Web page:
delta Cancri (δ Cancri, abbreviated Delta Cncδ Cnc), also named Asellus Australis, is an orange giant star approximately 180 light-years from the Sun. Delta Cancri also marks the famous open star cluster Praesepe (or the Beehive Cluster, also known as Messier 44).



eta Cancri is a class K3III (orange giant) star in the constellation Cancer. Its apparent magnitude is 5.34 and it is approximately 298 light years away based on parallax.



theta Cancri  s a binary star in the constellation Cancer, 494 light years from Earth.

it  is classified as an orange K-type giant with an apparent magnitude of +5.33. Since it is near the ecliptic. From studying its light curve during occultation, θ Cancri is shown to be a close binary, consisting of two stars each with an apparent magnitude of +6.4.



iota Cancri is a double star  approximately 300 light years from Earth. The two stars are separated by 30 arcseconds, changing only slowly. Although no orbit has been derived, the two stars show a large common proper motion and are assumed to be gravitationally related.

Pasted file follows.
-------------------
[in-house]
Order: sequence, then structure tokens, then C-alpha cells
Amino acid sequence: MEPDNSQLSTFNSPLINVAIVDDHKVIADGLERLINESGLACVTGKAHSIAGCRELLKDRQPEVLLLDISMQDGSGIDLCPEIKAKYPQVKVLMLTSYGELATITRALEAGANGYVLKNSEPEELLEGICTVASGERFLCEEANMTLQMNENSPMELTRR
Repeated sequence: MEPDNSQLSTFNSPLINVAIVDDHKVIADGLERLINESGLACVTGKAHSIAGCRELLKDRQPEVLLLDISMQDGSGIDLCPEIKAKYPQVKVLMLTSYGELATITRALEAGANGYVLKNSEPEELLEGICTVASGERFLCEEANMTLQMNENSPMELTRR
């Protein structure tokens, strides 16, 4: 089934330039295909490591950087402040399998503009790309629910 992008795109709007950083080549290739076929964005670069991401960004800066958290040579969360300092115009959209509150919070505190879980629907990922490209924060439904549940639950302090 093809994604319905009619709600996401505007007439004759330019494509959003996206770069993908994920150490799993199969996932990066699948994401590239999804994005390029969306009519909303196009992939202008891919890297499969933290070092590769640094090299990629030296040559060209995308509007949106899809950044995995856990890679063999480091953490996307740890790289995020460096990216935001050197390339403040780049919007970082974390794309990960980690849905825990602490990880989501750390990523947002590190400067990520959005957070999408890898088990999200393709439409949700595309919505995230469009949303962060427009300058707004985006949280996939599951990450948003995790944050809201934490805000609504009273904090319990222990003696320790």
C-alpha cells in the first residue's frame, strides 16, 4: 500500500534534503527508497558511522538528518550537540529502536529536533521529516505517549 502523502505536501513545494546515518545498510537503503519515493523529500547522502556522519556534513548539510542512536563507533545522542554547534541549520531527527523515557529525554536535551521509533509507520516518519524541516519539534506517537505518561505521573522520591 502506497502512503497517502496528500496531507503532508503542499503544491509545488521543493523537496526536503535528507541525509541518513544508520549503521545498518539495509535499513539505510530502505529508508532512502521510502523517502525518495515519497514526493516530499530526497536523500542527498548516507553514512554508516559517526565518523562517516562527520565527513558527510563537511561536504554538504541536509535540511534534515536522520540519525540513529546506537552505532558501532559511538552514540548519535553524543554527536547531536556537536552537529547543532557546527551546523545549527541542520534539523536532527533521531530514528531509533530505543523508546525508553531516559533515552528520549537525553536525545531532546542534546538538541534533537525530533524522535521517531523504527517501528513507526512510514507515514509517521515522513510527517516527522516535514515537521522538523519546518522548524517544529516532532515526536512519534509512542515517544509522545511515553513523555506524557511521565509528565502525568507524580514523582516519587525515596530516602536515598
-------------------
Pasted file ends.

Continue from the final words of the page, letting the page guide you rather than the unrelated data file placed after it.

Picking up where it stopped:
The brighter star, ι Cancri A, is a yellow G-type bright giant with an apparent magnitude of +4.02. It is a mild barium star, thought to be formed by mass transfer of enriched material from an asymptotic giant branch star onto a less evolved companion. No such donor has been detected in the ι Cancri system, but it is assumed that there is an unseen white dwarf.

The fainter of the two stars, ι Cancri B, is a white A-type main sequence dwarf with an apparent magnitude of +6.57. It is a shell star, surrounded by material expelled by its rapid rotation.




THE GAS GIANTS

Jupiter

 

Named after the king of the Roman gods, Jupiter sits far out in the Solar System at a distance of around 778,330,000km. It is beyond the Asteroid Belt, which marks the boundary of the terrestrial planet zone, where worlds lie which are alien to ours.

With vast spheres of coloured gases, four exotic worlds bring light to the outer darkness of our Solar System.

In order of distance from the Sun, we have Jupiter, Saturn, Uranus and Neptune.

A wee easy way of remembering the order is “J-SUN” as in Jason.

The first non-rock from the Sun is Jupiter, the giants’ giant. Four hundred million miles from Earth, with over 60 moons in orbit which constitutes a miniature Solar System.

Jupiter doesn’t so much have an atmosphere, but rather it is an atmosphere composed of 84% hydrogen (the lightest of all elements) and 14% of helium (the second lightest).